“Are you one of the few? Or one of the many?”
This (see photo caption) is just one of many questions posed and codes elucidated in the inner monologue of Michael Fassbender‘s titular character in The Killer. A character that almost seems an avatar for David Fincher‘s directorial style, Fassbender’s hitman is someone who seemingly defines himself by his process and rules. The filmmaking of The Killer is as methodical and exacting as its dark protagonist and is one of Fincher’s most deliberate works, if not always as complex or interesting as one wants.
Fincher’s film opens as many of his recent works do: with a slick digital opening sequence featuring the throbbing score of Trent Reznor and Atticus Ross. We then spend the first of the film’s delineating chapters alternating between the inner thoughts of Fassbender’s assassin and a soundtrack of his favorite band, The Smiths, which he describes as helping “keep the inner voice from wandering.” In short order, Fincher’s sharp cuts, cool color palate, and discordant score establish a dark mood similar to his other works. The pure style of these opening parts of the film instantly hook you into the character, as does Fassbender’s superb performance. His opening job, an assassination in Paris, seems bound for success.
Just as the film finishes telling you how uncaring The Killer is, things go awry. The job is botched, and Fassbender is suddenly thrust into the plot of a revenge film. It’s now a film where everything the opening twenty minutes told you is slowly challenged and picked away at, and your assumptions about who the character is are left without a foundation. At least, maybe.
On its surface, most of this film sees Fassbender’s character trying to strike back against his masters for attempting to off him. At that level, this film is highly simplistic and presents few other ideas or twists. But like the Jean-Pierre Melville films this seems to pay homage to, The Killer drums up more complexity in examining its character through the lens of his actions.
Fassbender’s character often dresses up like a Caribbean tourist, with plain white clothes, Hawaiian shirts, and fedora hats disguising the monster he is. That is, if he is indeed the uncaring monster his monologue claims. Much of the film is about deception, both outer and inner. We hear The Killer’s mantras repeated throughout the film, even as action after action is taken that potentially contradicts the rules he seems so intent on following. There’s no doubt about his effectiveness, and Fincher’s methodical storytelling and direction will thrill those who enjoy the minutiae of how a hitman works in the 21st century. But as he continues to tell the audience the importance of having no empathy or pity, to always stick to the plan, and how to avoid becoming part of the masses that are controlled by others, we see time after time where the rules seem not to be followed, or not to work out.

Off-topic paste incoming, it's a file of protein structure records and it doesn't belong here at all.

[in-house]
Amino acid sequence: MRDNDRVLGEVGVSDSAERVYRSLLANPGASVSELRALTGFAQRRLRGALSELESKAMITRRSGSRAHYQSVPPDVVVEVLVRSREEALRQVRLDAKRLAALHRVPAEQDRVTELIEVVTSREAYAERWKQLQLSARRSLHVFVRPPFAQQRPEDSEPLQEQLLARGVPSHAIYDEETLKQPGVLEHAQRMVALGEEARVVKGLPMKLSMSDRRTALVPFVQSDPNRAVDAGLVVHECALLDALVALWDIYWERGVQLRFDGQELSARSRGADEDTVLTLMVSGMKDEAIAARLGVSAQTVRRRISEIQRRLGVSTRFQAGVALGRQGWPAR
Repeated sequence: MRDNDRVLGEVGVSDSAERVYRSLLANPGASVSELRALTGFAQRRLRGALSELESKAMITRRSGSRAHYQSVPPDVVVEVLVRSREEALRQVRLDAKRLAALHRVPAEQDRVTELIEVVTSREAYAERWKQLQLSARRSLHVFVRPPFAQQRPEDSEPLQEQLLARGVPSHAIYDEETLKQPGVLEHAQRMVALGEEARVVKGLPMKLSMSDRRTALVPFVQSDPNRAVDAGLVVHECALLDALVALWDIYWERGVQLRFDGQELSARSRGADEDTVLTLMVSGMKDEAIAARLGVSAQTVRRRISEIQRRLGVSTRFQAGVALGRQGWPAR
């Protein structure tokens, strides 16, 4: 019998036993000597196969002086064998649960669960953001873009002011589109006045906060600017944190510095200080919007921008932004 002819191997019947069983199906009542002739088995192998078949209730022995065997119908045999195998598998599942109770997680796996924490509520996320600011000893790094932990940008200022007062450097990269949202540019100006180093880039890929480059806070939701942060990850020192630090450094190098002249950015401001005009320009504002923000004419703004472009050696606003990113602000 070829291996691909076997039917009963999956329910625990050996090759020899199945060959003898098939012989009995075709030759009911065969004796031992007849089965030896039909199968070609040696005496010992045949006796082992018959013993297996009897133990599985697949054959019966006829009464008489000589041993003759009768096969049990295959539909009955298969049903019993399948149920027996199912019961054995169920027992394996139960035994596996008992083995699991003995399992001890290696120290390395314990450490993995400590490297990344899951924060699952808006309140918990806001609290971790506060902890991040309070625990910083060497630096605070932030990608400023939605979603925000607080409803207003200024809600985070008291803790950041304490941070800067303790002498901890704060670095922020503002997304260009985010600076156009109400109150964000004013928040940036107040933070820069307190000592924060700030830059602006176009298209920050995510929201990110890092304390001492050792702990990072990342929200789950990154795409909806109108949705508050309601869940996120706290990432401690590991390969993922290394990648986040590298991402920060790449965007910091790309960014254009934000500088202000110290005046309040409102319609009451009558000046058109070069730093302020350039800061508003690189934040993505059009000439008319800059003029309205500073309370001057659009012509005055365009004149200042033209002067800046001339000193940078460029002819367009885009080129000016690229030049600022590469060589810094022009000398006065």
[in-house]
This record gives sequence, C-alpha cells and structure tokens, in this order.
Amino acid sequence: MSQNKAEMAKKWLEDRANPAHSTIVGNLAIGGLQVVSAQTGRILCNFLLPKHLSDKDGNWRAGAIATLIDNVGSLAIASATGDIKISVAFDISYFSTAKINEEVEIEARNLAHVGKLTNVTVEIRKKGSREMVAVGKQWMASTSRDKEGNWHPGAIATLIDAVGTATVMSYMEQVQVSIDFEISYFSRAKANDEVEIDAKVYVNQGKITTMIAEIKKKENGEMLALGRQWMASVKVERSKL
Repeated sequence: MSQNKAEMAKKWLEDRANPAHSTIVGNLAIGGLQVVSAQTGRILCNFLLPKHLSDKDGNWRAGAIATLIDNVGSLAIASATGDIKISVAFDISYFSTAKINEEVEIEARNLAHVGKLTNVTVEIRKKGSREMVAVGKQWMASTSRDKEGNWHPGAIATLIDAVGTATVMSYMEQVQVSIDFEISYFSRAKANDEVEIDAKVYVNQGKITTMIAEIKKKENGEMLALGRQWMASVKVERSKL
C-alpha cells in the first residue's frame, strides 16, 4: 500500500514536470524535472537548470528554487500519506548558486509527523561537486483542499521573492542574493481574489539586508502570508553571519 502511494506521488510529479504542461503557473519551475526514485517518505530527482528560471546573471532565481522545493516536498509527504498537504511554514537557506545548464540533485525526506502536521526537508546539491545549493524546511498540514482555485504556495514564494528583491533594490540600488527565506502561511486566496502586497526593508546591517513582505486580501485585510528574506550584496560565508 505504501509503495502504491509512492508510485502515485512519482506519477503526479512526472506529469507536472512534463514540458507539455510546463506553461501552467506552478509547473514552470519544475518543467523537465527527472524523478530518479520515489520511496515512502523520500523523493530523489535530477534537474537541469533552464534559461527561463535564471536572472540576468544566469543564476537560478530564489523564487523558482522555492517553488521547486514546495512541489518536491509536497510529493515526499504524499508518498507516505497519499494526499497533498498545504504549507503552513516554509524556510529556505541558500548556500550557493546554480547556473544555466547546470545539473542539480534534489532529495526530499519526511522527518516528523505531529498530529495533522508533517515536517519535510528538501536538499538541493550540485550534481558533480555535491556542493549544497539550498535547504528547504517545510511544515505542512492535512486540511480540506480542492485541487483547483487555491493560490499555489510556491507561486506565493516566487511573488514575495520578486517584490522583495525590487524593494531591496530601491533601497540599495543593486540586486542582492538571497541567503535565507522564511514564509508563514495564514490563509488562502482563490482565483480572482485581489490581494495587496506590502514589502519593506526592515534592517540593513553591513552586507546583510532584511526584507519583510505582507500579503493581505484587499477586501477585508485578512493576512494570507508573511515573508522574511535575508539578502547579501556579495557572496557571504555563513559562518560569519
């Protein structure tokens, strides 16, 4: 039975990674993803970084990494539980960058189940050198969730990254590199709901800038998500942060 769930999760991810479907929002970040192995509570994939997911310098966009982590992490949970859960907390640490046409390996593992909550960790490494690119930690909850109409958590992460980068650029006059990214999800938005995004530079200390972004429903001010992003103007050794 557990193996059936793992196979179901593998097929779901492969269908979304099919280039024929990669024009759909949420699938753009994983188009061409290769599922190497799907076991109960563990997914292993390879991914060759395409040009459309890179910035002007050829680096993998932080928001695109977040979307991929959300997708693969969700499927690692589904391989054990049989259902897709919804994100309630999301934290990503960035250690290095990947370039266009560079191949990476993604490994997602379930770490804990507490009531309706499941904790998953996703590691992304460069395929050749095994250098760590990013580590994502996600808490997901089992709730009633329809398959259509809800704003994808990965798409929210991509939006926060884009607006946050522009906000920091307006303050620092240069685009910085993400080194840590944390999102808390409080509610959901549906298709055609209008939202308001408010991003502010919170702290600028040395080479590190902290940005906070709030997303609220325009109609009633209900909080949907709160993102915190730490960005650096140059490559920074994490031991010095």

It is the film’s genius that Fincher does not provide any definite answer on whether the rules are being broken or not. There are no ponderous explanations and it’s really only the last line of the film that provides some direct textual commentary that there are indeed contradictions afoot. In that way, the film seems a self-analysis of Fincher’s own cynicism about the world. Or as the film states it, perhaps it’s a skepticism that is often mistaken for cynicism.
Michael Fassbender’s fantastic lead performance is a large part of what helps sell the analysis. His cool, detached exterior and capacity for acting in silence, with many scenes limiting his actual dialogue to other characters, convey the dark nature of the character. He comes across as a totally believable methodical killer perfectly aligned with Fincher’s tone, and it makes one wish he had appeared in a Fincher film far sooner than now. Fassbender is a fitting avatar for the filmmaker, aiding meta-textual readings of the film.
In sum, The Killer is a welcome return for one of the better thriller directors of the 21st century. It’s been nearly ten years since Gone Girl, and for anyone looking for that itch to be scratched, The Killer provides it. It may not be as deeply intriguing and complex as that film or The Social Network, its singular focus seeming to limit its ability to offer broader commentary. Still, The Killer is a deeply stylistic dive that ends on a perfectly intriguing moment, letting you question all you saw before and making you want to hit replay right away.